To go along with his work that deals with other unions and collective bargaining agreements, Beilig has also taken leadership positions within Millwright Local 1554. He is the vice-president of the local, and is a delegate to the Southern States Millwright Regional Council, and said he tries to get involved as much as he can and encourages others to the same.
“At the end of the day it’s our union. What we put into it is what we get out of it,” he said.
The spark to take on those roles came one day when he was discussing some workplace myths with another member, and he realized he did not know the answers to some of the questions that were being brought up.
He then reached out to Steve Williams to ask how to be more involved with his local and how to learn more about how the union works, and Williams recommended that he become a delegate. From that point on, Beilig decided to learn all he could about how the SSMRC operates, and he encourages other members to do the same.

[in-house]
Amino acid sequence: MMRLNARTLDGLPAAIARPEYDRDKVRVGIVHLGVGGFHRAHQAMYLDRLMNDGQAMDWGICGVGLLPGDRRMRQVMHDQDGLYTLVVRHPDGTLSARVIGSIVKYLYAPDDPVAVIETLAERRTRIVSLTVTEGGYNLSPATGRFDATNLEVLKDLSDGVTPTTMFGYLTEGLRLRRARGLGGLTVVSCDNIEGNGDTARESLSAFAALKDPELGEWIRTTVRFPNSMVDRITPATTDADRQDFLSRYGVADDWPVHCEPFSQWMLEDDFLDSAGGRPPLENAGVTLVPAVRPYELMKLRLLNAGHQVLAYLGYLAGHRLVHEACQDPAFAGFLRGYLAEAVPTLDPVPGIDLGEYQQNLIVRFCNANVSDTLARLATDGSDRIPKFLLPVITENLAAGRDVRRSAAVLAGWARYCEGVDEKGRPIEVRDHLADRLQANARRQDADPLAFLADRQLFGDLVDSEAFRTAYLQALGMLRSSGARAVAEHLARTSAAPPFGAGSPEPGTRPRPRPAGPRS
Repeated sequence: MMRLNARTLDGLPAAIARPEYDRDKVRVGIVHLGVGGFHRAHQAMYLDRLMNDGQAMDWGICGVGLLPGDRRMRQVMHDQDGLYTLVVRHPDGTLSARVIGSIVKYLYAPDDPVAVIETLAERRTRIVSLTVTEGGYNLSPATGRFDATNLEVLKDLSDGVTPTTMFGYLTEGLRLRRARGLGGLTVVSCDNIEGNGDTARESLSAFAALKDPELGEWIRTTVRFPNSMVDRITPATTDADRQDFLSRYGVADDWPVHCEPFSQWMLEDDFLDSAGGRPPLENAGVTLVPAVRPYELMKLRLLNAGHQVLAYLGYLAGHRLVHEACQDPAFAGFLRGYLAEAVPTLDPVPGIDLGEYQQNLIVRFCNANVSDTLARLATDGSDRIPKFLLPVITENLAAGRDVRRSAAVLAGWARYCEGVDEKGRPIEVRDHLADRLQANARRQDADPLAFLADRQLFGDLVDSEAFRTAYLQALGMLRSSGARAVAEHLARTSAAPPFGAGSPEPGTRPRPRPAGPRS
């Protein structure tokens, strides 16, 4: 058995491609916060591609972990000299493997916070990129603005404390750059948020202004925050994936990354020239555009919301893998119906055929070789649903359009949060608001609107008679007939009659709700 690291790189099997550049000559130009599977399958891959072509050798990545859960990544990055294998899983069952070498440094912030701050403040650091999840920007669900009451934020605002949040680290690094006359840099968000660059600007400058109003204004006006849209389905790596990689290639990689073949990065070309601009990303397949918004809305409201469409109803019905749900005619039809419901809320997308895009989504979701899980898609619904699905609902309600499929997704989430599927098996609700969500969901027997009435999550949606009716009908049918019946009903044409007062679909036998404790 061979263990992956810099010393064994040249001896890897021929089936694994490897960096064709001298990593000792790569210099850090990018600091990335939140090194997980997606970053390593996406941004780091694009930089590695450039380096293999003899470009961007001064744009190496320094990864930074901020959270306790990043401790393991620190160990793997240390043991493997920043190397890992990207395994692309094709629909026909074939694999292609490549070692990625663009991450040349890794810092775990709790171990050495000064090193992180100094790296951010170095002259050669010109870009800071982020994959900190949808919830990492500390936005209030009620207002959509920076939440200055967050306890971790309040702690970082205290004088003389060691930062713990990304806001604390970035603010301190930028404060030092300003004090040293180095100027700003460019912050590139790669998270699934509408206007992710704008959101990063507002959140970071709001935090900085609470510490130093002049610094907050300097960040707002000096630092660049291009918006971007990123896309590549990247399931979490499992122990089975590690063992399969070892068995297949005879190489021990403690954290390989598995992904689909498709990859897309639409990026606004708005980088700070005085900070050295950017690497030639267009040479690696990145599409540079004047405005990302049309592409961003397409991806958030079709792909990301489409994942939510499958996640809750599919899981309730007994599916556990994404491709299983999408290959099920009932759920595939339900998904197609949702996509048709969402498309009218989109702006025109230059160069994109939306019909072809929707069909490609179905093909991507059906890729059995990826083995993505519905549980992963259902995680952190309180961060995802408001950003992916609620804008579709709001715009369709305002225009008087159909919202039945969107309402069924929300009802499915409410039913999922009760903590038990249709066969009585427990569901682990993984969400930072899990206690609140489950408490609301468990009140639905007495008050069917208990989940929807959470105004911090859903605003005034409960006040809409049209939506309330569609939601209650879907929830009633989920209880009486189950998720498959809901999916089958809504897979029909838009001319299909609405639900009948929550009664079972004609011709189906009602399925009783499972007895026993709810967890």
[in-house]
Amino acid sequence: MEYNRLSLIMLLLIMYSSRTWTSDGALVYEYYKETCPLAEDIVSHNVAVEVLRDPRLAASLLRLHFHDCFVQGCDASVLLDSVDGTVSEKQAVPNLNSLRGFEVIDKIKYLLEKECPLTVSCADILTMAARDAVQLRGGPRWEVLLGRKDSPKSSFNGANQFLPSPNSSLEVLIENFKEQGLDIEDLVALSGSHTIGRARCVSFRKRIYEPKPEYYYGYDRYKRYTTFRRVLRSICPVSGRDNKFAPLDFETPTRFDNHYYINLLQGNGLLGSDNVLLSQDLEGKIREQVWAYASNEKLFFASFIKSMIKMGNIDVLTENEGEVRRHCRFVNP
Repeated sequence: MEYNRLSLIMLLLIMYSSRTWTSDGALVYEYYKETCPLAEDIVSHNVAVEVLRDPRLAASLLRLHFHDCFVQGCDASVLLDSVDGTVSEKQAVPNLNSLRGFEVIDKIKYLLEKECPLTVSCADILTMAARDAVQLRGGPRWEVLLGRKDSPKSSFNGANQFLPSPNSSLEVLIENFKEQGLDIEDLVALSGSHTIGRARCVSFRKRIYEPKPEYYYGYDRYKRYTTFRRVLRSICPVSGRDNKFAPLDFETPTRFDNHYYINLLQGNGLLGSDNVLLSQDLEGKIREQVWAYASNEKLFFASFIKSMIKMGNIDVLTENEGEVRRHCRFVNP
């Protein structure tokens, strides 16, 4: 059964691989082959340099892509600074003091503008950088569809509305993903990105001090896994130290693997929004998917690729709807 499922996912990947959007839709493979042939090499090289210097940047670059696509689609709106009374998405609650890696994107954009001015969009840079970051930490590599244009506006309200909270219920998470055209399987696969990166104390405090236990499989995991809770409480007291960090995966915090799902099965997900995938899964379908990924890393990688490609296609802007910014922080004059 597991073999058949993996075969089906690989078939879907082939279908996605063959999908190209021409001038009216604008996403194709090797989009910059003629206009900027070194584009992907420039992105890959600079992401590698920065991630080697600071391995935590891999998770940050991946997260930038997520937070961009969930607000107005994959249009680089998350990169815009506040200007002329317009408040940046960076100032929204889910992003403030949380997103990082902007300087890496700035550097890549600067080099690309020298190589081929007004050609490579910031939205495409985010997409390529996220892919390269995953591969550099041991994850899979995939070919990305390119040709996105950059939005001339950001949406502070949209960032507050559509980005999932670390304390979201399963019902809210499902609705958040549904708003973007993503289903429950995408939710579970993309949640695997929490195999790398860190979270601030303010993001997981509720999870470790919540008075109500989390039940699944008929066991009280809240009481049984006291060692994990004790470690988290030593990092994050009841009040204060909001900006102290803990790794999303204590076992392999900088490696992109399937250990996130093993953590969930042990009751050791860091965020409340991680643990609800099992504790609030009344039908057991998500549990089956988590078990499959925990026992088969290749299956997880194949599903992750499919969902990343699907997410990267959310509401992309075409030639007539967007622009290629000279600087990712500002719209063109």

“It’s up to us as members to keep it moving forward, from the first-year apprentice on the jobsite all the way up to our EST Wayne Jennings,” he said. “There’s always something we can do. Getting involved is a huge, huge thing.”
He said plenty of the members of the council, including Local 1554 Business Representatives Steve Williams and William Condon, as well as EST Wayne Jennings, have always been available to answer any questions that he has had or offer advice when needed.
Beilig is currently taking college courses through Cornell University for labor relations and contract negotiations, and he would like that education to carry over into his future with the SSMRC in some form.
“Ideally, I’d like to work in the capacity of helping to strengthen our council in any opportunity that may arise,” he said.